“The Female Divine” by Dior
Dior Presents The Female Divine in Collaboration with Judy Chicago
Designed at the personal request of Creative Director Maria Grazia Chiuri, The Female Divine by Judy Chicago presents an alternative history where matriarchal principles take precedence.
At Christian Dior’s spring 2020 haute couture show in Paris, attendees were ushered inside an enormous womblike chamber, with a curved mauve ceiling and soft lilac carpeting. The space was part of a 225-foot-long and 45-foot-high inflatable anthropomorphic sculpture, installed in the gardens of the Musée Rodin, by the pioneering American artist Judy Chicago.
The 80-year-old first designed the structure, which represents a goddess figure with round feminine forms, in the late 1970s, though it was never realized in three dimensions.
The work, titled “The Female Divine,” served as the show venue and also contained 21 vividly colored, hand-appliquéd and embroidered velvet banners that lined the runway. Each was stitched with a query that related to the work’s driving proposition, which was written across a central banner: “What If Women Ruled the World?” The prompts ranged from the material — “Would Buildings Resemble Wombs?” — to the political and social: “Would God Be Female?” and “Would There Be Violence?” They were all questions that have been present in Chicago’s work since she began her practice in the 1960s.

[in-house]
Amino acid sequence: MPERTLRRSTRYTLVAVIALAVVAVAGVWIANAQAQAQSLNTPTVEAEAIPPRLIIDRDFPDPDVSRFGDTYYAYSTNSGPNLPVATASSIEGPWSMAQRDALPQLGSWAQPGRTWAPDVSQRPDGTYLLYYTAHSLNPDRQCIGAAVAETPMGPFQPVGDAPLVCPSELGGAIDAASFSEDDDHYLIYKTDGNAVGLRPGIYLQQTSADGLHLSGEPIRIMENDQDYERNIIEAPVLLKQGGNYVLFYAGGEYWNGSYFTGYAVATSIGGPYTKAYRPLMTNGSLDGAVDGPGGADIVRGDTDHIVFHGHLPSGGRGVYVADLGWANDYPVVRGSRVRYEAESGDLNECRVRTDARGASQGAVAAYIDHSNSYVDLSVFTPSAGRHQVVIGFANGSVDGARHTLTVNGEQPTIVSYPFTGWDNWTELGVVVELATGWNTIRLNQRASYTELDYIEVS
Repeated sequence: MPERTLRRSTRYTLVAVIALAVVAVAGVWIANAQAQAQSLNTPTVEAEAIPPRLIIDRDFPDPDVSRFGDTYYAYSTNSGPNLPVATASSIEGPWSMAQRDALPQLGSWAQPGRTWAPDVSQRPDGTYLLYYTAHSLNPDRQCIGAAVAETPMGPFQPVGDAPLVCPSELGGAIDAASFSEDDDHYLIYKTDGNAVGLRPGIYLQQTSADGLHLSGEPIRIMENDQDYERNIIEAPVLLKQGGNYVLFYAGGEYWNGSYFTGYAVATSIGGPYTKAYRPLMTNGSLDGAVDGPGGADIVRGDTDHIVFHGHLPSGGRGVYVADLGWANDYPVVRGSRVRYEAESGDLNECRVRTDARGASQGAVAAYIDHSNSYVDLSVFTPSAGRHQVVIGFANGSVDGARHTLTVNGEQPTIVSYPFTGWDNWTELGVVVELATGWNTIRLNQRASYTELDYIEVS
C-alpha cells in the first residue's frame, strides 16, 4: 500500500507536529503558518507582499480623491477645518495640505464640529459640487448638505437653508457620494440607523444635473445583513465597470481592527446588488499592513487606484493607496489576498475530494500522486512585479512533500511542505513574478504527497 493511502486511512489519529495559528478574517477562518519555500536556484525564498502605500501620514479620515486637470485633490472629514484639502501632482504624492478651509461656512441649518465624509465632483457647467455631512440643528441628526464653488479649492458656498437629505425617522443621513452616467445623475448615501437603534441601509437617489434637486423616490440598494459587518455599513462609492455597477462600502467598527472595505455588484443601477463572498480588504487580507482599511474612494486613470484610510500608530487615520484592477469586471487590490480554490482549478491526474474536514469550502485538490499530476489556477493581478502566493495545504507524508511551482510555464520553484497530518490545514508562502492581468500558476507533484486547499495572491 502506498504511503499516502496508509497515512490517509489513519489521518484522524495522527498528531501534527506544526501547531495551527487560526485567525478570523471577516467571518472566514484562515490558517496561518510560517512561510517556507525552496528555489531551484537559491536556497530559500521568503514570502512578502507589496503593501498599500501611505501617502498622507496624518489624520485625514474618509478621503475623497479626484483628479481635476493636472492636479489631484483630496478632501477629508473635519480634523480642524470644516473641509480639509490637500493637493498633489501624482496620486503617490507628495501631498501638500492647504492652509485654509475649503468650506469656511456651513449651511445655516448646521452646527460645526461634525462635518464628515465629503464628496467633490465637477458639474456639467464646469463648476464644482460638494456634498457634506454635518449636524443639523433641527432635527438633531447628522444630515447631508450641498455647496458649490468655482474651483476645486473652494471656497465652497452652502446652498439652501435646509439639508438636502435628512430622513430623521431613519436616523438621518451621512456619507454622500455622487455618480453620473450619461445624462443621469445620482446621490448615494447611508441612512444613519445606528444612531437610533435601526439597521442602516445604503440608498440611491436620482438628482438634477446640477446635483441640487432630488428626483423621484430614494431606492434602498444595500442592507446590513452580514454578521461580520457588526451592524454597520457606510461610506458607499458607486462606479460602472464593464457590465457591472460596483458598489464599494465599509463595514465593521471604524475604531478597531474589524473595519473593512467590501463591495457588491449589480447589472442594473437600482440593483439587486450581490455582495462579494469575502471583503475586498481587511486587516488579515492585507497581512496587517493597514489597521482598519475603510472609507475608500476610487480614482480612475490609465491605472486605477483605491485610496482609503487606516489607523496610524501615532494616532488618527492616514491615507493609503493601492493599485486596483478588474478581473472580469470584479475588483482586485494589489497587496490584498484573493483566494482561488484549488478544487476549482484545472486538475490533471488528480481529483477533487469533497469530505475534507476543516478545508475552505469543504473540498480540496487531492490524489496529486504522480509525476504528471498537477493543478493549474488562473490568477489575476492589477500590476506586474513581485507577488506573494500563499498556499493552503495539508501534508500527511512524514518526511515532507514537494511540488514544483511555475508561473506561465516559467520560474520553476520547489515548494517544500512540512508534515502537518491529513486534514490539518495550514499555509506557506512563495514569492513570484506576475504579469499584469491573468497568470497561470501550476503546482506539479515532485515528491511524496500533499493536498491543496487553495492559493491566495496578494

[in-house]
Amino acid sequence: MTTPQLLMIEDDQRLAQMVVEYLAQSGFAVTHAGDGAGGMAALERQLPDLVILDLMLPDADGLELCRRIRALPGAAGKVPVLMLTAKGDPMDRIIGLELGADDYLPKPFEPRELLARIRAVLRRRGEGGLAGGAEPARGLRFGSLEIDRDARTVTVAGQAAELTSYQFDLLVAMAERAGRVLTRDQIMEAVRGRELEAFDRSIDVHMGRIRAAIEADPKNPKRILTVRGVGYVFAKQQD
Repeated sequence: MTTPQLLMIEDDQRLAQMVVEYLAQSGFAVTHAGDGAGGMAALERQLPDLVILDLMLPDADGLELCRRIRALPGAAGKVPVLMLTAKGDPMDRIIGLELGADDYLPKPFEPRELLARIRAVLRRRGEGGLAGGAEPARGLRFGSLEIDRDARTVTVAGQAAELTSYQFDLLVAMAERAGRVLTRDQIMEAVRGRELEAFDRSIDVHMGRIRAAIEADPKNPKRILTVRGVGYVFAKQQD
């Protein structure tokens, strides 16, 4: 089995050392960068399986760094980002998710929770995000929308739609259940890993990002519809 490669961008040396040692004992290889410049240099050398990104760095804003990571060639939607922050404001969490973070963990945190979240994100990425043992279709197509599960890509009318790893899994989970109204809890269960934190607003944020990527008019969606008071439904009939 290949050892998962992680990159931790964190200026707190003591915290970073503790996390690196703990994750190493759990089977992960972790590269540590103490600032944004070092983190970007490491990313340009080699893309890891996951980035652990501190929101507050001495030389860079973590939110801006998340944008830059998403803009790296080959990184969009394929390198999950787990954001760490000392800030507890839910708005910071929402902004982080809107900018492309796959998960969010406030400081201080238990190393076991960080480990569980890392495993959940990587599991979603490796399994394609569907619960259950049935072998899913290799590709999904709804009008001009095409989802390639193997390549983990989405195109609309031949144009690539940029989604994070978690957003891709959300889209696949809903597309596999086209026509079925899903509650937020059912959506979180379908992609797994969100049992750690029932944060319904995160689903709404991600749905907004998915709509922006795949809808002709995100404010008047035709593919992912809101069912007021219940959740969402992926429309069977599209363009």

The tapestries, which are almost 10 feet tall and 7 feet wide, illuminated this in a spectacular fashion: Each of them was handmade by female students from the Chanakya School of Craft, a nonprofit organization based in Mumbai, India, that teaches women artisanal techniques that were traditionally practiced by men.
The Female Divine thus, aims to present an alternative history in which matriarchal principles are applied in the 21st century. Inviting guests to proactively reconsider gender roles and the subsequent power relationships that have since determined the way society functions as a whole.